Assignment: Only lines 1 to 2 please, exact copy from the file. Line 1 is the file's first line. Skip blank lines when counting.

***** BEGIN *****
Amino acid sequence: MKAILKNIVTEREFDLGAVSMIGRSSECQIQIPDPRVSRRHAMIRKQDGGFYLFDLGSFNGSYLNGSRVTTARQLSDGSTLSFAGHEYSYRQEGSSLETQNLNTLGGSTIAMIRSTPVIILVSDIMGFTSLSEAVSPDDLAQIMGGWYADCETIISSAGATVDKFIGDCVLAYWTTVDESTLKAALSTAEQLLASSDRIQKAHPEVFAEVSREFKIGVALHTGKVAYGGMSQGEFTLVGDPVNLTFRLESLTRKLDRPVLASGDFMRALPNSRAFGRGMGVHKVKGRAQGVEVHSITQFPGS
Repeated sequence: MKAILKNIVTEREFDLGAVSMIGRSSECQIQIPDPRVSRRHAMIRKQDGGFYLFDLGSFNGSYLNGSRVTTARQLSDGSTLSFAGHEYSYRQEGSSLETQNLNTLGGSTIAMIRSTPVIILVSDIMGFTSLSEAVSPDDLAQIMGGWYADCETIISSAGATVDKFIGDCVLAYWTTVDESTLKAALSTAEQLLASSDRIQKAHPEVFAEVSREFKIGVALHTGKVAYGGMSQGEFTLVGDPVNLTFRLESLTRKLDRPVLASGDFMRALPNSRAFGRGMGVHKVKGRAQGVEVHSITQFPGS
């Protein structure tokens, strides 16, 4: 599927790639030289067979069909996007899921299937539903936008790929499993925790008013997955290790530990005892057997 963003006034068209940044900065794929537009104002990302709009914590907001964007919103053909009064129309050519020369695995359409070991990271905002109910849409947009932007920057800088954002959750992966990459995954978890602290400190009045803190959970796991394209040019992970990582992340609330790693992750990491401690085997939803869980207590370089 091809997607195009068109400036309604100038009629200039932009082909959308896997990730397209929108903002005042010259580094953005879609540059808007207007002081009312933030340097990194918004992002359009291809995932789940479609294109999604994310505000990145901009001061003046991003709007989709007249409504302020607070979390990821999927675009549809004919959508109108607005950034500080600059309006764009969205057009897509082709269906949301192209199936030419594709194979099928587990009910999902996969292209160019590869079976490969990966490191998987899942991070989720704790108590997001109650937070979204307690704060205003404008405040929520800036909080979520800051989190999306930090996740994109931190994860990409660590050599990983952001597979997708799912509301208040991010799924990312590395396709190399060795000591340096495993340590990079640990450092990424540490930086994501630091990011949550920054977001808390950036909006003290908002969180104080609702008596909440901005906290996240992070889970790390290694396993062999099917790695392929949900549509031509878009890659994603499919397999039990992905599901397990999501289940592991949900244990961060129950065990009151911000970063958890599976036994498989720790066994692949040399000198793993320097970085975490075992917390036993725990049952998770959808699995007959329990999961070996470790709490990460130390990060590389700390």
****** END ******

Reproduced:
Amino acid sequence: MKAILKNIVTEREFDLGAVSMIGRSSECQIQIPDPRVSRRHAMIRKQDGGFYLFDLGSFNGSYLNGSRVTTARQLSDGSTLSFAGHEYSYRQEGSSLETQNLNTLGGSTIAMIRSTPVIILVSDIMGFTSLSEAVSPDDLAQIMGGWYADCETIISSAGATVDKFIGDCVLAYWTTVDESTLKAALSTAEQLLASSDRIQKAHPEVFAEVSREFKIGVALHTGKVAYGGMSQGEFTLVGDPVNLTFRLESLTRKLDRPVLASGDFMRALPNSRAFGRGMGVHKVKGRAQGVEVHSITQFPGS
Repeated sequence: MKAILKNIVTEREFDLGAVSMIGRSSECQIQIPDPRVSRRHAMIRKQDGGFYLFDLGSFNGSYLNGSRVTTARQLSDGSTLSFAGHEYSYRQEGSSLETQNLNTLGGSTIAMIRSTPVIILVSDIMGFTSLSEAVSPDDLAQIMGGWYADCETIISSAGATVDKFIGDCVLAYWTTVDESTLKAALSTAEQLLASSDRIQKAHPEVFAEVSREFKIGVALHTGKVAYGGMSQGEFTLVGDPVNLTFRLESLTRKLDRPVLASGDFMRALPNSRAFGRGMGVHKVKGRAQGVEVHSITQFPGS